American Sociological Association

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  1. Contexts: Untethered

    Fall 2016 Vol. 15 No. 4

    Features include "Financial Foreclosures," "Fat Eggs or Fit Bodies," "God's Case for Sex," "Revisiting the Rationing of Medical Degrees in the United States," and "Activating Politics with Poetry and Spoken Word."

  2. Contexts: Loving and Leaving

    Contexts
    Fall 2017 Vol. 16 No. 4

    Feature articles include "Virginia is for Lovers", "Marijuana’s Moral Entrepreneurs, Then and Now", "Commuter Spouses and the Changing American Family", "The Queer Work of Militarized Prides", "Accountability after Genocide", and "Race, Class, and the Framing of Drug Epidemics."

  3. Contexts: What a Disaster

    Contexts
    Spring 2017, Vol. 16, No. 2

    Features include "Whitewashing the Working Class", "Forced and Coerced Cesarean Sections in the United States",  "Desperation and Service in the Bail Industry", "Marketing Manhood in a "Post-Feminist" Age, and "Durkheim's "Suicide" in the Zombie Apocalypse."

  4. Contexts: The Limits of Education

    Features include "Wedding Cake Woes", "Serial Killers and Sex Workers", "Mental Health and Police Killings", and "Truth-Spots."

  5. Contexts: Understanding People in their Social Worlds

    Features include "Why Sociology needs Science Fiction", "The Struggle to Save Abortion Care", "Invisible Inequality "Wounded Warriors", "When the Personal is Political - and Infectious", and "Global Capitalism in the Age of Trump."

  6. What Happens When a Pandemic Intersects With an Epidemic? (Alcohol, Drugs and Tobacco)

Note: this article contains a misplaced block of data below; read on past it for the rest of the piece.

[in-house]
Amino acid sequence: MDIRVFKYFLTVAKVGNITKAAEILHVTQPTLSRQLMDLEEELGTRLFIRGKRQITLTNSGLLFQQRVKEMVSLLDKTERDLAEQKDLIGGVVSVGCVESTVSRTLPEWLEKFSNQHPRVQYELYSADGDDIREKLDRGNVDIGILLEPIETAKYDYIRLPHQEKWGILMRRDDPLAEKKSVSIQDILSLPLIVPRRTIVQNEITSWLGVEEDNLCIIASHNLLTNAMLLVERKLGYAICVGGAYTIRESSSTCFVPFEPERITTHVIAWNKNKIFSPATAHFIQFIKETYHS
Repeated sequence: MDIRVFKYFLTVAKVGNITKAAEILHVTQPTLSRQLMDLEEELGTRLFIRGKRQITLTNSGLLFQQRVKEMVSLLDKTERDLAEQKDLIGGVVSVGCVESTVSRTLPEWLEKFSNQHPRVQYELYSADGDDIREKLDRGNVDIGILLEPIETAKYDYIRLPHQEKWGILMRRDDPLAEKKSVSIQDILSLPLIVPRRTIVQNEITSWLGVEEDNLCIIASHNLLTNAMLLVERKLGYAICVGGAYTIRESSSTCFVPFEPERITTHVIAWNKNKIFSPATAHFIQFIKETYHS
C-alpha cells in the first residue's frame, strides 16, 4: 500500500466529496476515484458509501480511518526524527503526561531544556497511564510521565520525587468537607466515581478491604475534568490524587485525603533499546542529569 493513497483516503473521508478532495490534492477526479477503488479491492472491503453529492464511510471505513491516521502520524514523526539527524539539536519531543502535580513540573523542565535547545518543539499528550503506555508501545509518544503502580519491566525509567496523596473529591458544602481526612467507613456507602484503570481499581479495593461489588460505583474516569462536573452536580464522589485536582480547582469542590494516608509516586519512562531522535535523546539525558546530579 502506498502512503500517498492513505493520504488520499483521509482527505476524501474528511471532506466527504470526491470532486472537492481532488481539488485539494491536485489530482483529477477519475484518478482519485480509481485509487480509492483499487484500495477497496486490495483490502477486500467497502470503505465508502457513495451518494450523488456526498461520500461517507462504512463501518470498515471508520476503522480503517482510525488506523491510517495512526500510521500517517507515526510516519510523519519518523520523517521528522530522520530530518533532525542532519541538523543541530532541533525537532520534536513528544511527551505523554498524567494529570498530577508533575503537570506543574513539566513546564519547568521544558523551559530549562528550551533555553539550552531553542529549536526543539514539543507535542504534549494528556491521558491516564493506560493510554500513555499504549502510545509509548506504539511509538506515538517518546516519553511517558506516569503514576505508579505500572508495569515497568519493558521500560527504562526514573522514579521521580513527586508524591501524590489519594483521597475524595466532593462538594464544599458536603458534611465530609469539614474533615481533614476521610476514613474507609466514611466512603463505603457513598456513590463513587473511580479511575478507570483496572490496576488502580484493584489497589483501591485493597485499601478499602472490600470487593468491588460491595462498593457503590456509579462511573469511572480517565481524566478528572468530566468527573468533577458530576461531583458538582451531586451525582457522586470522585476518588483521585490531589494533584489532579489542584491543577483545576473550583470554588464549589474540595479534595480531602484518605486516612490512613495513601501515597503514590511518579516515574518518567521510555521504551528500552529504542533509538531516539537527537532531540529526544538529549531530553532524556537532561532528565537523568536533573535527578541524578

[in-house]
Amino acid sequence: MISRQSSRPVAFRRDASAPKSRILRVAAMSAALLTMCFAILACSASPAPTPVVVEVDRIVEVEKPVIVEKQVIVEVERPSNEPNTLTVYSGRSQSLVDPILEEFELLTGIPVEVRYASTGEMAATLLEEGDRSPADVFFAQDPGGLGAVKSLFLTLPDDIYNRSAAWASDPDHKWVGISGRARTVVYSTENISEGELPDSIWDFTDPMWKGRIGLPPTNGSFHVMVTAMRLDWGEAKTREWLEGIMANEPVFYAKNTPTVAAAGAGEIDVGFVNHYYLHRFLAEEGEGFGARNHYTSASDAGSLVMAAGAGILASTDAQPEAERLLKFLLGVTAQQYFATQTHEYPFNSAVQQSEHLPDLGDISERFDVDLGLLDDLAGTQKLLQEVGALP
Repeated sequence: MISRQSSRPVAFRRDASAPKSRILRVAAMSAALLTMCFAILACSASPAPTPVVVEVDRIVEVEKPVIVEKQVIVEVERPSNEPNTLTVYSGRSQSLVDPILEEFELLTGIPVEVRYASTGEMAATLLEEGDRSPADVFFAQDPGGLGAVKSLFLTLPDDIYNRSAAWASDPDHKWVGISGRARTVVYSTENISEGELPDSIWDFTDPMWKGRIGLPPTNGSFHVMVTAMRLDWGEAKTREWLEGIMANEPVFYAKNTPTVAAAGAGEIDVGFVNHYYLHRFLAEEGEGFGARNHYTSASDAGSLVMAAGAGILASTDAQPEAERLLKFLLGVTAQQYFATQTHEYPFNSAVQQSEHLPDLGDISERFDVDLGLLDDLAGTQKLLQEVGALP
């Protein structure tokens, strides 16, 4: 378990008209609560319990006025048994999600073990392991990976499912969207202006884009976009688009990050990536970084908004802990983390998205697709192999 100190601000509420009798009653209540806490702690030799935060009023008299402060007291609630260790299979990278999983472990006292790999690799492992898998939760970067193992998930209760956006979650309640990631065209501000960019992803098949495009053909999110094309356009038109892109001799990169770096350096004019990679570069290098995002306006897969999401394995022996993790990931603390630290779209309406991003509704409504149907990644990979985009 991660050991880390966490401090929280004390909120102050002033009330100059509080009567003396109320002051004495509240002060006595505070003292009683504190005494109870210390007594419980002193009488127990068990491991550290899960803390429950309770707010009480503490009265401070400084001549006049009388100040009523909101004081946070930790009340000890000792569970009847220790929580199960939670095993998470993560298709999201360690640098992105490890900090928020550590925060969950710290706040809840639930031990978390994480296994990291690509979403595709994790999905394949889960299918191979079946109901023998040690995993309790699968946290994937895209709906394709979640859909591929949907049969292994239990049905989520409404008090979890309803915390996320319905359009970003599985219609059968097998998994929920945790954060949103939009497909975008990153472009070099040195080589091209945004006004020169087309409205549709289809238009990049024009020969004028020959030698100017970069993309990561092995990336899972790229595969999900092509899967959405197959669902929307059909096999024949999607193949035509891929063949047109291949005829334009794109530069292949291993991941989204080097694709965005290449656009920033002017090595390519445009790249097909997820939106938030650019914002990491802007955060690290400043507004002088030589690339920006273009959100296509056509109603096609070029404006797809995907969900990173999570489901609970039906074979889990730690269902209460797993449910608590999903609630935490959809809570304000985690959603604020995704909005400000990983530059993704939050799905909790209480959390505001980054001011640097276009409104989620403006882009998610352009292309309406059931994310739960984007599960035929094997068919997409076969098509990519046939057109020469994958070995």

Persons experiencing addiction may be at very high risk of infectious disease like COVID-19 due to high rates of smoking, recent imprisonment, conditions like HIV/AIDS, and high-risk behaviors (Ezzati et al. 2002; Farhoudian, et al. 2020). During the COVID-19 pandemic, most courts have shuttered, and treatment center admissions have halted, yet the opioid crisis rages on. Addiction intersects with material hardship, trauma, broken institutions, and human frailty in a multidimensional web of disadvantage (Desmond and Western 2018)—a process illustrated by COVID-19. 

  7. Culture, Crisis, and Morality (Sociology of Culture)

    Sociologists of culture think a lot about morality—about where our judgments come from and how those judgments shape our actions. Two approaches commonly lead the way: Bourdieusian practice theory, which argues that acquired cultural dispositions guide our judgments quickly, automatically, and without conscious awareness, and Swidler’s (1986) toolkit theory, which suggests people consciously use cultural repertoires to construct strategies of action. 

  8. Development, Global Health, and COVID-19 (Sociology of Development)

    We are in the midst of a pandemic. But that midst differs by place. Health crises exacerbate underlying inequities, and countries vary in expertise, infrastructure, and the will to address them. As sociologists who study global heath and development across several world regions (Africa, Latin America, and Asia), we understand the importance of recognizing the multiplicity, but also the commonality, of challenges.